The following newspaper articles have been found by one of our members as a result of her research into the BALD family in South Australia, of which she is a descendant.
(By a special Reporter: “The Observer”. Saturday July 14 1917)
What Mr George Bald has not seen or heard of life on the ocean is hardly worth recording. He has seen it in all its pleasantness; he has seen it with all its excitement and danger; but withal he has been enabled, despite numerable vicissitudes and privations, to view portions of the world and participate in events which fall to the lot of few men. Mr Bald, who resides with his wife and daughter on Glen Osmond Rd, Eastwood, was born at Dunfermline. Fifeshire, Scotland, on December 27th 1835, has had an eventful career. He was a weaver by occupation, but that life did not appeal to him, and at an early age he ran off to sea. After many years spent before the mast, he permanently settled in Adelaide in 1860, and for the past 35 years has lived at Parkside.
After serving on a collier trading between Newcastle and London, Mr Bald joined the brig “Her Majesty”, of Whitby, and at this period the Crimean War broke out. The vessel was commissioned by the French Government to transfer a load of coal from Cardiff to Constantinople, but she went ashore in the Bristol Channel. This ship was the first vessel to tie up at the new dock at Cardiff in 1855. Discharging her coal, “Her Majesty” of Whitby, was chartered to convey troops and material for the fighting forces at the Crimea, and duly landed them at Commish Bay, about seven miles from Sevastopol. Mr Bald was in that port when the news of Lord Raglan’s death came through. There were scores of troopships lying at Commish Bay, and the injured were brought from Sevastopol, and thence transferred to Constantinople. Florence Nightingale had gained great prominence at this stage, and she had organised a hospital on the opposite side of the Bosporus, where the wounded received every attention. Mr Bald recalled a terrific gale in 1855 at Balaklava, in the Black Sea, when the “Granite City”, of Aberdeen, was the only vessel to successfully ride it out.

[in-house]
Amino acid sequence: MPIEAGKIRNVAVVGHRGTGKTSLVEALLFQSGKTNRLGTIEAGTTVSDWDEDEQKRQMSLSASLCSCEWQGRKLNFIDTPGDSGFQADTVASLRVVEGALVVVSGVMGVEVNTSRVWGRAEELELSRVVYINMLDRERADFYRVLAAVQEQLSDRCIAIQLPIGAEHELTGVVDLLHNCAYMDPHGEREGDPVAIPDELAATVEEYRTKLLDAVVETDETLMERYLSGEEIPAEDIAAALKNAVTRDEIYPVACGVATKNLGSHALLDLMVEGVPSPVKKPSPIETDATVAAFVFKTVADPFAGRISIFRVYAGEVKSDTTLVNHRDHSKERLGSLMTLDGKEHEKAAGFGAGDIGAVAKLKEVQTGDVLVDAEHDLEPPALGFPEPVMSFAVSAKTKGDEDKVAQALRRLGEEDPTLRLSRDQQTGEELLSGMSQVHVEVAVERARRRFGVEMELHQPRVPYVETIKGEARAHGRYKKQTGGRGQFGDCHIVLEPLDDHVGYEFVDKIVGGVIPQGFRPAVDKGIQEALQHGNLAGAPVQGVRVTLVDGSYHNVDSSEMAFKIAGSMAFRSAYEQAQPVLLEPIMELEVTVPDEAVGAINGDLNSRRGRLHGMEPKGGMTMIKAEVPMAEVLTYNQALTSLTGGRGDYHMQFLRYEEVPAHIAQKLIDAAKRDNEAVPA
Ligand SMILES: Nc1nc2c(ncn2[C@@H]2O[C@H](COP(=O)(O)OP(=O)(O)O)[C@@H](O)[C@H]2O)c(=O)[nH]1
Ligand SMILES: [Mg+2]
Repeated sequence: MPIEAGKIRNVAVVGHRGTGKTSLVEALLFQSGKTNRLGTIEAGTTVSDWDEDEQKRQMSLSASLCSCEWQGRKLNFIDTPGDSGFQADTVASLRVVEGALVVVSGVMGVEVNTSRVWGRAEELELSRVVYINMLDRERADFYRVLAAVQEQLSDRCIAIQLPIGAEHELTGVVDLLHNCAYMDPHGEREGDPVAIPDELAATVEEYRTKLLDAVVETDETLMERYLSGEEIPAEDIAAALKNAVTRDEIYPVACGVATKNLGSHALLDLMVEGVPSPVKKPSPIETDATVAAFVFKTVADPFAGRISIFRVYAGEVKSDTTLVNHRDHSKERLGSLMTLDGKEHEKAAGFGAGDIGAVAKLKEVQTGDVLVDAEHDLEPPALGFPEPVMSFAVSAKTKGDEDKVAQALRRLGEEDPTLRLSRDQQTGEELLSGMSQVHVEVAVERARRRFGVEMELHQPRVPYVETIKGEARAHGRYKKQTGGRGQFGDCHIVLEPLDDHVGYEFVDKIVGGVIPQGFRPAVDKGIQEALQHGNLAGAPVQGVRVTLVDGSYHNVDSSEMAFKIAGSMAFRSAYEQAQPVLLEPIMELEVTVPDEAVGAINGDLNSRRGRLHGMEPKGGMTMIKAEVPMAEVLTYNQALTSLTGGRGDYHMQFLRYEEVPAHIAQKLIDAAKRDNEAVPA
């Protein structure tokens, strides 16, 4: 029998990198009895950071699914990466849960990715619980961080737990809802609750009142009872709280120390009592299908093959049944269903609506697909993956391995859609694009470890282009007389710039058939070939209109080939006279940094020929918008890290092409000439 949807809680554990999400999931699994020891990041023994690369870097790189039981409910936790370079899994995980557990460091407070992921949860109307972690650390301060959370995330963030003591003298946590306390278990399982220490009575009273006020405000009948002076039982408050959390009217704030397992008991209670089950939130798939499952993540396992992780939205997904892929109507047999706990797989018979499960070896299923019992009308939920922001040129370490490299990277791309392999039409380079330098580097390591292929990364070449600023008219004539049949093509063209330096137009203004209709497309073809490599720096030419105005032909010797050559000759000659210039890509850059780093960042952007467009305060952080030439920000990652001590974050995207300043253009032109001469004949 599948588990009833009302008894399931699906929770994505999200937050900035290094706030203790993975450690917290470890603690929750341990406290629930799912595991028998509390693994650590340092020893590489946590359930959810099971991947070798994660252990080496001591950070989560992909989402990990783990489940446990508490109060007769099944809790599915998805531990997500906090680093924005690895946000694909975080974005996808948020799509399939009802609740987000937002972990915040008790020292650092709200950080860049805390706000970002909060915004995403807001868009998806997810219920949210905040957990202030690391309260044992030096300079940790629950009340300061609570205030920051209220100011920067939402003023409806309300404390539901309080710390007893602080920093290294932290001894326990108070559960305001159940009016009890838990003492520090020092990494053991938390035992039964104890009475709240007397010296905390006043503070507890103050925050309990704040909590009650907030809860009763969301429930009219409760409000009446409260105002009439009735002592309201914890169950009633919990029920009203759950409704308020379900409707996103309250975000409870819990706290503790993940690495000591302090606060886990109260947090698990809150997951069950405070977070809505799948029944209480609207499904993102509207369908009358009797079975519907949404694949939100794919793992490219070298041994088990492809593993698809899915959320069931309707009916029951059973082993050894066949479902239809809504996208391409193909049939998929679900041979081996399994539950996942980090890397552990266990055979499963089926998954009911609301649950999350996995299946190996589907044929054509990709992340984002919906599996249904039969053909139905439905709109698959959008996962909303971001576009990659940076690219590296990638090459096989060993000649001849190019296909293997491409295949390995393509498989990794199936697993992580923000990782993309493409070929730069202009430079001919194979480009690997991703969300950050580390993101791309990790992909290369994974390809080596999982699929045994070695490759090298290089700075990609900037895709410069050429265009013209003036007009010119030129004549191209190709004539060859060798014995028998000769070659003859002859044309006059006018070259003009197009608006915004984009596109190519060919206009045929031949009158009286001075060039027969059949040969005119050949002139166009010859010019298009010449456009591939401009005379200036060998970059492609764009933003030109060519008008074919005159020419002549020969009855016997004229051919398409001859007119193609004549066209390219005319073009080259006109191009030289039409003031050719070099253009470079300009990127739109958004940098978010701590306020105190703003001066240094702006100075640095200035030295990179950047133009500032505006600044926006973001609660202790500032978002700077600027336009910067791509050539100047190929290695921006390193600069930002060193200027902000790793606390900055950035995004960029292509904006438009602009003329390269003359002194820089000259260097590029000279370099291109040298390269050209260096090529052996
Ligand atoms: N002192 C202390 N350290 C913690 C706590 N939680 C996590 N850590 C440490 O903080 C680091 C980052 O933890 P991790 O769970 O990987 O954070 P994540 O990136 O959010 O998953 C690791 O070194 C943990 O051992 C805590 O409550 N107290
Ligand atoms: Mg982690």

Marooned on an island
Another vessel in which Mr Bald sailed was the Ship “Port Jackson” of Port Jackson, belonging to Bobby Towns – ‘as pretty a vessel as ever left port’. While making a narrow passage at the Philippines, the little vessel struck a submerged rock and went down almost instantly and the crew of 20 had barely time to escape. They reached a small island in the ship’s boats, and had to remain there three months until they were taken back to Shanghai by a French ship. After a few days on shore the skipper proposed that he should make for Manila, ostensibly for assistance, and a special deck was constructed on what was known as the “long boat”. The second mate, the carpenter, and two coolies accompanied him, but no further tidings were heard of the party. As the Chinese pirates were prevalent just then, Mr Bald is of opinion that they were massacred. While trading between the Coorymurry Islands, in the Arabian Sea, for the Arabian Government on the “Caractacus”, of Liverpool, the veteran, with other Europeans, assisted to quell a mutiny among the coolies from their ships, when a conspiracy of massacre was frustrated. Mr Bald arrived in Australia in the “Granite City”, and his last connection with the sea was on a trading vessel named the “Uncle Tom”, plying between Sydney and Queensland.
An earlier account concerning George BALD was recorded in the South Australian Register on October 24 1855 and can be read here……